I’ve been doing a bit of research on the ol’ ‘net into possible sources of local food. Turns out, this isn’t the best time of year to be diving into this! Of course I already knew this, but I had a bit of hope for something out of season. I’ve discovered a few great links for the Lower Mainland and Fraser Valley areas. Firstly, the BC Association of Farmers’ Markets has a page listing winter markets. According to this, I could hit up the Abbotsford market on Jan 30th and the Mission market on Feb 13th.  Abby’s also got a couple of March dates, and both have some April dates. My school is in Abby, not too far away from this market, but it operates on Sunday, so it may not be worth the trip on it’s own. My dad lives in Mission, so that market could be combined with a visit.

My local farmer’s market, in White Rock, has winter market days April 4th and May 2nd, and is open every week from Father’s Day to Thanksgiving. The 2009 vendor list included Maluma Bison, which is listed as selling sausages and smokies. I’m excited to see what’ll be there this year – maybe some good connections to locally raised meat?!

Other markets that are close to my neighbourhood and the places I often find myself driving are: the Langley market, starting July 8th, running Wednesdays from 3 to 7 pm; the Ladner Village market (with over 140 vendors over 3 city blocks, on June 13th & 27th, July 11th & 25th, Aug 8th & 22nd and Sept 8th, might be worth a visit or two just for the sheer density of vendors, and could be combined with a visit to West Coast Seeds), and the Surrey market in Whalley, running  from June to September on Wednesday afternoons starting at 1pm.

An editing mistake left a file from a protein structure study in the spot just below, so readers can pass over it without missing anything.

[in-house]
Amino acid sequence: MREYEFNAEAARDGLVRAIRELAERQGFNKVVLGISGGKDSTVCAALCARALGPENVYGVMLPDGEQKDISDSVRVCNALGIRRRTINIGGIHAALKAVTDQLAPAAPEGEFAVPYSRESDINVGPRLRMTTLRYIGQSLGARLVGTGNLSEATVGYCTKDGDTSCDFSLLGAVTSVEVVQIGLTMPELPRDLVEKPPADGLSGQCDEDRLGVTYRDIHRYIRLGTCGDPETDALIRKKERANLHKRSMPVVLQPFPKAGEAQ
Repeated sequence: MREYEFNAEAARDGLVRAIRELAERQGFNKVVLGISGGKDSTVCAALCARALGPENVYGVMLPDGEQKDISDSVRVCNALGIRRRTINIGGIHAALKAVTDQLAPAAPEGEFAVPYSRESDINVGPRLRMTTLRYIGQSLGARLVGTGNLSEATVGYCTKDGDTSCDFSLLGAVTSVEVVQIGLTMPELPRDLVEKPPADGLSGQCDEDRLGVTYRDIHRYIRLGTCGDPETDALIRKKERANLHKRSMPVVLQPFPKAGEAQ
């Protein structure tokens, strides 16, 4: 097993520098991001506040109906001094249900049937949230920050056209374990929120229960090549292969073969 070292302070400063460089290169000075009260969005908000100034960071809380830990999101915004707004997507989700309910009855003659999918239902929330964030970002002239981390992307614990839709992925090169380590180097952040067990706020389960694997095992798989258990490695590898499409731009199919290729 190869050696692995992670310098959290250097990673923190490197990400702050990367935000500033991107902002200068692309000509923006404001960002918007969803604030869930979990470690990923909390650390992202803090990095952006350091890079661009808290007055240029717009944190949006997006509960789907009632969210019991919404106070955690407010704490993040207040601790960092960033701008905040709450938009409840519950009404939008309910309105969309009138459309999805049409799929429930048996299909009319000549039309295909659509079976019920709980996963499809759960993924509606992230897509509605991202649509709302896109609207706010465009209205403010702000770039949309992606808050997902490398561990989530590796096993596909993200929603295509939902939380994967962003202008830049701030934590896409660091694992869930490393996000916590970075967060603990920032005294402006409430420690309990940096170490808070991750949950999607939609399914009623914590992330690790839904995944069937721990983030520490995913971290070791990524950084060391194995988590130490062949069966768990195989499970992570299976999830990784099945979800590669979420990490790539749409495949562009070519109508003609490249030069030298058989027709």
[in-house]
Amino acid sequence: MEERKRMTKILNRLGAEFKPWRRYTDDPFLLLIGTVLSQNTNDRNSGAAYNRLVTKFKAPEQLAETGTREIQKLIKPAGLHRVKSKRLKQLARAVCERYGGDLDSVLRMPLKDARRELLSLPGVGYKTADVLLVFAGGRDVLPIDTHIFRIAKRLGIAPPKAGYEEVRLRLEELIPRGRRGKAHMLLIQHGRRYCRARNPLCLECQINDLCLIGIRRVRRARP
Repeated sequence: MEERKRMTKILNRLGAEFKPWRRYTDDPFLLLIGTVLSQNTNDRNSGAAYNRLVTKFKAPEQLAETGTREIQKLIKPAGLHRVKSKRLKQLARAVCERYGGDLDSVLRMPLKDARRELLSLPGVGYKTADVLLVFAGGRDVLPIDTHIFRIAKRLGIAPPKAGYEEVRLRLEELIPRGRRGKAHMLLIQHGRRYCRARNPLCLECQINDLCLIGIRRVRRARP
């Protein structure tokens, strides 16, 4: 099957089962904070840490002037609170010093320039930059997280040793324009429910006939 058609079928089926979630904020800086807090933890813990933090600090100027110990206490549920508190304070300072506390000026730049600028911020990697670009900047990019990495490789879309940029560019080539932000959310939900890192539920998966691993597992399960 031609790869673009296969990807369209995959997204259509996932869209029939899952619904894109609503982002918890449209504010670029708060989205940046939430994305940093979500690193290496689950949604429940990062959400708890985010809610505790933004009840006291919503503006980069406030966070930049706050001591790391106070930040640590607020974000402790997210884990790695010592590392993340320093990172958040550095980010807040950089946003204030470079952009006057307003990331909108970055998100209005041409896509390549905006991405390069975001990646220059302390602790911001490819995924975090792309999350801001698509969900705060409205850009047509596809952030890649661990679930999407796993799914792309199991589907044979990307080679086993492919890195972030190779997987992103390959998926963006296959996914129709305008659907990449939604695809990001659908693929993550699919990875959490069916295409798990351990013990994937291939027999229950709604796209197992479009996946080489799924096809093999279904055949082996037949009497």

Still, not too much happening in January! However, I’ve still a bit of kale and Swiss chard growing in my back garden, and we had a nice helping of kale sauteed with carrots and yellow peppers with dinner on Thursday night. Also, I’ve started sprouting some seeds in my kitchen. I’ve got onion, alfalfa, sunflower and mung, all from Thompson & Morgan seed co., which I bought last spring from a local nursery. I’ve also got some wheat berries I purchased in the bulk section at Choices ( a local yuppie organic grocery chain), probably conventionally farmed and shipped from who knows how far away – I’m going to try sprouting those ones, too. Once I’ve used up that batch, I’ll see if I can find a more local, ethical, sustainable source for my sprouting seed.

And soon, if this post is any indication, I can begin starting spinach seed indoors to cut and to transplant into the garden under row covers at the beginning of March. I’m getting very excited for the growing season ahead!